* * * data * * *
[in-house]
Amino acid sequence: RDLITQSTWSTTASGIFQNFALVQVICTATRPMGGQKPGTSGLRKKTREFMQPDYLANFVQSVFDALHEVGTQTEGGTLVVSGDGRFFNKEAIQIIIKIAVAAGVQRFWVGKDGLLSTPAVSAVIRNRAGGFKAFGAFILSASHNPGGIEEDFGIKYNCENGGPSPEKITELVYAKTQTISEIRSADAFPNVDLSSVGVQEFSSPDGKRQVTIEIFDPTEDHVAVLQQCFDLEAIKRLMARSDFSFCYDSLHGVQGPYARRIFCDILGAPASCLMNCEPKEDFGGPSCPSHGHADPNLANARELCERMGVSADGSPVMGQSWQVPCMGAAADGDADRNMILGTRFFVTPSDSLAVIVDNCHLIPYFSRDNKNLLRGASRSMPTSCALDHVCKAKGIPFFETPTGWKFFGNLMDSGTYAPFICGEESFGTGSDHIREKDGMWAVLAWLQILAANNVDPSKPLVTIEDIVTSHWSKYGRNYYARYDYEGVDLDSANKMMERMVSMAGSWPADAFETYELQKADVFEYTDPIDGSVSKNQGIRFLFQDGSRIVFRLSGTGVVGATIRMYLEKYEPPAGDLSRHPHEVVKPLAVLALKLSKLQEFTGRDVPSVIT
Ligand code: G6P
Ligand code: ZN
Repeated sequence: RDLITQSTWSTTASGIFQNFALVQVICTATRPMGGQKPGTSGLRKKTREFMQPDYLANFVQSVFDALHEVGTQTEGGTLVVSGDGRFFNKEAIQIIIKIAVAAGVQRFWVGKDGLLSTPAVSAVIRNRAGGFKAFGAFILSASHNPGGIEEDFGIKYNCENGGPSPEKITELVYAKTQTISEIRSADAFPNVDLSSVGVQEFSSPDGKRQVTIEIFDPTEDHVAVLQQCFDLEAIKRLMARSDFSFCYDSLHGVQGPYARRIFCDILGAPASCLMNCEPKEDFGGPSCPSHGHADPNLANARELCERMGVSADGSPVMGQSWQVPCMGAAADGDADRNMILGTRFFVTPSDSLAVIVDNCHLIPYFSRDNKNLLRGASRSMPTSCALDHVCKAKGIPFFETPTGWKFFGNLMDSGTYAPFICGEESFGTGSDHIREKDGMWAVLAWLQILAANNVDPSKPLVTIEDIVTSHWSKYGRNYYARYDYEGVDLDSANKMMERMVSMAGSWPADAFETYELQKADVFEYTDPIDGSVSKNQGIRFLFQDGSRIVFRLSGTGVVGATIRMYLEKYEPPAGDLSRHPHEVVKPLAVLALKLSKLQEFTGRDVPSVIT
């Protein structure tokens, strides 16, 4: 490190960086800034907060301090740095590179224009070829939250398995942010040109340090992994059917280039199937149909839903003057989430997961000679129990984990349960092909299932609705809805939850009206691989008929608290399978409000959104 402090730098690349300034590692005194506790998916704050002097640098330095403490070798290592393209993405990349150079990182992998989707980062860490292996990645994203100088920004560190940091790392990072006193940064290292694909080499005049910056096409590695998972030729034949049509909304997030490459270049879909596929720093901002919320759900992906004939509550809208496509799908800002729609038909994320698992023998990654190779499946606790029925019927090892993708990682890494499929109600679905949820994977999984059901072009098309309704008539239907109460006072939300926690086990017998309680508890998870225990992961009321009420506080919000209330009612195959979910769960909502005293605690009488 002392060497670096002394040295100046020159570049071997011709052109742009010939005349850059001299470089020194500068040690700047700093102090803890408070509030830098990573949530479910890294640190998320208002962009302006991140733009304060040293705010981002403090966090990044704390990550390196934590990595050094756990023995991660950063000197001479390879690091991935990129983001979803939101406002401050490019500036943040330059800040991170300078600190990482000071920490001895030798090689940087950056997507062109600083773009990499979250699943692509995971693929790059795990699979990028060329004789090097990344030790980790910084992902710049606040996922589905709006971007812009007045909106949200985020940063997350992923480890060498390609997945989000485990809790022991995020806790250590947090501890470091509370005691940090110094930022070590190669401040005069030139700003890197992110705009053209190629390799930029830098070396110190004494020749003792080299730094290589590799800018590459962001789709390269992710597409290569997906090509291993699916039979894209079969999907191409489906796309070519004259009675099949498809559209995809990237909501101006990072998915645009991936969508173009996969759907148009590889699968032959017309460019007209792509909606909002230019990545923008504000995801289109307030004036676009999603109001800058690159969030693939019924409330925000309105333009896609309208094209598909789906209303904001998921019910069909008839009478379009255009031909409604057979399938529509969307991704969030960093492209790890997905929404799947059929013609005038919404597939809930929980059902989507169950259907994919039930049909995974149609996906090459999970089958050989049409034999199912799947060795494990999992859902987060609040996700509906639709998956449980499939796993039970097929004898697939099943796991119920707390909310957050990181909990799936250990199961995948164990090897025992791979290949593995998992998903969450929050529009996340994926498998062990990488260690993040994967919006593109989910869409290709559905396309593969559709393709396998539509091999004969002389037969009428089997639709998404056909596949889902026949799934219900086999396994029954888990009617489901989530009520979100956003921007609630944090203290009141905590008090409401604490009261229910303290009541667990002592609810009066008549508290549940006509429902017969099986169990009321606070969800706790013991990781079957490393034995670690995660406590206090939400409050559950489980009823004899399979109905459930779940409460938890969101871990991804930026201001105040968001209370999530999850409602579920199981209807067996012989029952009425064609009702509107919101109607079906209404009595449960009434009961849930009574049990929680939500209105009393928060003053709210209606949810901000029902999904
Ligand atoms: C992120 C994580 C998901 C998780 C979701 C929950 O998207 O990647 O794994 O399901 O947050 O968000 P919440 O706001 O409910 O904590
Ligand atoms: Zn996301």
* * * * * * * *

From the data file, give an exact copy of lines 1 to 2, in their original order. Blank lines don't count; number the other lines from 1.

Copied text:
[in-house]
Amino acid sequence: RDLITQSTWSTTASGIFQNFALVQVICTATRPMGGQKPGTSGLRKKTREFMQPDYLANFVQSVFDALHEVGTQTEGGTLVVSGDGRFFNKEAIQIIIKIAVAAGVQRFWVGKDGLLSTPAVSAVIRNRAGGFKAFGAFILSASHNPGGIEEDFGIKYNCENGGPSPEKITELVYAKTQTISEIRSADAFPNVDLSSVGVQEFSSPDGKRQVTIEIFDPTEDHVAVLQQCFDLEAIKRLMARSDFSFCYDSLHGVQGPYARRIFCDILGAPASCLMNCEPKEDFGGPSCPSHGHADPNLANARELCERMGVSADGSPVMGQSWQVPCMGAAADGDADRNMILGTRFFVTPSDSLAVIVDNCHLIPYFSRDNKNLLRGASRSMPTSCALDHVCKAKGIPFFETPTGWKFFGNLMDSGTYAPFICGEESFGTGSDHIREKDGMWAVLAWLQILAANNVDPSKPLVTIEDIVTSHWSKYGRNYYARYDYEGVDLDSANKMMERMVSMAGSWPADAFETYELQKADVFEYTDPIDGSVSKNQGIRFLFQDGSRIVFRLSGTGVVGATIRMYLEKYEPPAGDLSRHPHEVVKPLAVLALKLSKLQEFTGRDVPSVIT